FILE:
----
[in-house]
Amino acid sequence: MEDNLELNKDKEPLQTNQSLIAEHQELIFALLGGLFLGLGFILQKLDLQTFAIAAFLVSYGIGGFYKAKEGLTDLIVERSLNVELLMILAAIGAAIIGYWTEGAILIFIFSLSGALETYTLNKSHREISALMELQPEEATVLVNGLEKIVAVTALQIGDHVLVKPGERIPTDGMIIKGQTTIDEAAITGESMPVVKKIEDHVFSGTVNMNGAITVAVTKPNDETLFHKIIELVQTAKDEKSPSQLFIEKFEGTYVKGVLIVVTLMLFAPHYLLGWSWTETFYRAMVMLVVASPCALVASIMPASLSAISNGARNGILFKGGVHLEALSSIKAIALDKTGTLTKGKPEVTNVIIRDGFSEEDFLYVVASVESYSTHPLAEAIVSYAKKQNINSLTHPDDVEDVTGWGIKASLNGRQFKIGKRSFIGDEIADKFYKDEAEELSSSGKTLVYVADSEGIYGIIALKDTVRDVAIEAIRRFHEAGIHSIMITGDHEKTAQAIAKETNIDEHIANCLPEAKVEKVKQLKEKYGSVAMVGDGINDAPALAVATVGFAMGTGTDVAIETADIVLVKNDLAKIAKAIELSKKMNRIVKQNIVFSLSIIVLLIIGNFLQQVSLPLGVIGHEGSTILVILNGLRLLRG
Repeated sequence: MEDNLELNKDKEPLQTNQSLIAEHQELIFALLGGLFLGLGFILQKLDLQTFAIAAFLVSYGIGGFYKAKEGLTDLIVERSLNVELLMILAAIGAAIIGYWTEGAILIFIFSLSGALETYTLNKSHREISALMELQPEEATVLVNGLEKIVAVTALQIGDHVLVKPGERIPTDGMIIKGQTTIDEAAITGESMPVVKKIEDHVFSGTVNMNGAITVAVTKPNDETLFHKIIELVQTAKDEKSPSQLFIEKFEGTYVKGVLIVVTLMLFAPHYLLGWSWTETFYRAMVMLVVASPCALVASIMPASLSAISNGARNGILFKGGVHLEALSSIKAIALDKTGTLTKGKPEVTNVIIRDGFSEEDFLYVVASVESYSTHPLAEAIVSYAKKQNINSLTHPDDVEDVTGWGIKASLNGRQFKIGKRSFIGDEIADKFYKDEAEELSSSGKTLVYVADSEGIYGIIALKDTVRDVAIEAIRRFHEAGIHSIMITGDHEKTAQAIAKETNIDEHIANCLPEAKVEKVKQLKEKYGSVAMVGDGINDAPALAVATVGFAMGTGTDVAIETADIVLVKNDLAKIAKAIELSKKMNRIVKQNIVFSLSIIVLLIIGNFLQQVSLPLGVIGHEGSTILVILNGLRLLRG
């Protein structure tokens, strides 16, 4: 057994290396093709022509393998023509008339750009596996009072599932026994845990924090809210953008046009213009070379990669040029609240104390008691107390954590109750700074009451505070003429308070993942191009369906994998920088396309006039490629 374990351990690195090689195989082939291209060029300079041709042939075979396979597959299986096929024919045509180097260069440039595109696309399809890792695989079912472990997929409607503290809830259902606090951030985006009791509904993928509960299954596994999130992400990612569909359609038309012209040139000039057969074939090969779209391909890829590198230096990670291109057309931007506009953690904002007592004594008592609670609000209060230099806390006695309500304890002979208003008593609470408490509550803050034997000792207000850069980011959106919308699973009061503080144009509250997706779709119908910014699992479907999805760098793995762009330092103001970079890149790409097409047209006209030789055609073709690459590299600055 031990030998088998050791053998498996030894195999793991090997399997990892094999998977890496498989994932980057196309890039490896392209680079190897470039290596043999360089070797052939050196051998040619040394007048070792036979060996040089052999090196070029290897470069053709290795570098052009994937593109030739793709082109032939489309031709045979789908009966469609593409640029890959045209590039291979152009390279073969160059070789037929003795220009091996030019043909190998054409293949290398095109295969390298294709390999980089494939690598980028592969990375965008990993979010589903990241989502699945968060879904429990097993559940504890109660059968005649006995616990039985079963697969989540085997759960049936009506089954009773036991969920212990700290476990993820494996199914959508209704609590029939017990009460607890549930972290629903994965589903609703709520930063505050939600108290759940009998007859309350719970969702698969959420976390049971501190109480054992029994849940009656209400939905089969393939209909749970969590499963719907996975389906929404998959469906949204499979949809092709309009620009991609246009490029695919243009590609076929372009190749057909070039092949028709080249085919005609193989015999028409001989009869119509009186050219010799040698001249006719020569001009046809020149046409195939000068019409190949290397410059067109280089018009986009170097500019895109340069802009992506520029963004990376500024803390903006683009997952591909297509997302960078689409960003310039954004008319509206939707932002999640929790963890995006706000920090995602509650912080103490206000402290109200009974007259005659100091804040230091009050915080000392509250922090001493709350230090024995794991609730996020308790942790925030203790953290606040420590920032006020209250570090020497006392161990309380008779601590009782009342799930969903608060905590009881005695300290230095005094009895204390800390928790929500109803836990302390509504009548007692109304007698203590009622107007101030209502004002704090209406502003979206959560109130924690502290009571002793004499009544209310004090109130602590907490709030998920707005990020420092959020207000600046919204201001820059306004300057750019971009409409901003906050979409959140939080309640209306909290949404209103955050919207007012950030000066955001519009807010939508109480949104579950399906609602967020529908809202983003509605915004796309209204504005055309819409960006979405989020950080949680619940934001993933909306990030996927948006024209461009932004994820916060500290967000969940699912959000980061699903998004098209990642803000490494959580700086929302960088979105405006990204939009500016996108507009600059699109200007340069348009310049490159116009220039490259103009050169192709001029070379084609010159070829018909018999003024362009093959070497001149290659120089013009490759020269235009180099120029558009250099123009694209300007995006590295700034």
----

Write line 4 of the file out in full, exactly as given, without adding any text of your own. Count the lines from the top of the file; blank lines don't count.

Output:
């Protein structure tokens, strides 16, 4: 057994290396093709022509393998023509008339750009596996009072599932026994845990924090809210953008046009213009070379990669040029609240104390008691107390954590109750700074009451505070003429308070993942191009369906994998920088396309006039490629 374990351990690195090689195989082939291209060029300079041709042939075979396979597959299986096929024919045509180097260069440039595109696309399809890792695989079912472990997929409607503290809830259902606090951030985006009791509904993928509960299954596994999130992400990612569909359609038309012209040139000039057969074939090969779209391909890829590198230096990670291109057309931007506009953690904002007592004594008592609670609000209060230099806390006695309500304890002979208003008593609470408490509550803050034997000792207000850069980011959106919308699973009061503080144009509250997706779709119908910014699992479907999805760098793995762009330092103001970079890149790409097409047209006209030789055609073709690459590299600055 031990030998088998050791053998498996030894195999793991090997399997990892094999998977890496498989994932980057196309890039490896392209680079190897470039290596043999360089070797052939050196051998040619040394007048070792036979060996040089052999090196070029290897470069053709290795570098052009994937593109030739793709082109032939489309031709045979789908009966469609593409640029890959045209590039291979152009390279073969160059070789037929003795220009091996030019043909190998054409293949290398095109295969390298294709390999980089494939690598980028592969990375965008990993979010589903990241989502699945968060879904429990097993559940504890109660059968005649006995616990039985079963697969989540085997759960049936009506089954009773036991969920212990700290476990993820494996199914959508209704609590029939017990009460607890549930972290629903994965589903609703709520930063505050939600108290759940009998007859309350719970969702698969959420976390049971501190109480054992029994849940009656209400939905089969393939209909749970969590499963719907996975389906929404998959469906949204499979949809092709309009620009991609246009490029695919243009590609076929372009190749057909070039092949028709080249085919005609193989015999028409001989009869119509009186050219010799040698001249006719020569001009046809020149046409195939000068019409190949290397410059067109280089018009986009170097500019895109340069802009992506520029963004990376500024803390903006683009997952591909297509997302960078689409960003310039954004008319509206939707932002999640929790963890995006706000920090995602509650912080103490206000402290109200009974007259005659100091804040230091009050915080000392509250922090001493709350230090024995794991609730996020308790942790925030203790953290606040420590920032006020209250570090020497006392161990309380008779601590009782009342799930969903608060905590009881005695300290230095005094009895204390800390928790929500109803836990302390509504009548007692109304007698203590009622107007101030209502004002704090209406502003979206959560109130924690502290009571002793004499009544209310004090109130602590907490709030998920707005990020420092959020207000600046919204201001820059306004300057750019971009409409901003906050979409959140939080309640209306909290949404209103955050919207007012950030000066955001519009807010939508109480949104579950399906609602967020529908809202983003509605915004796309209204504005055309819409960006979405989020950080949680619940934001993933909306990030996927948006024209461009932004994820916060500290967000969940699912959000980061699903998004098209990642803000490494959580700086929302960088979105405006990204939009500016996108507009600059699109200007340069348009310049490159116009220039490259103009050169192709001029070379084609010159070829018909018999003024362009093959070497001149290659120089013009490759020269235009180099120029558009250099123009694209300007995006590295700034």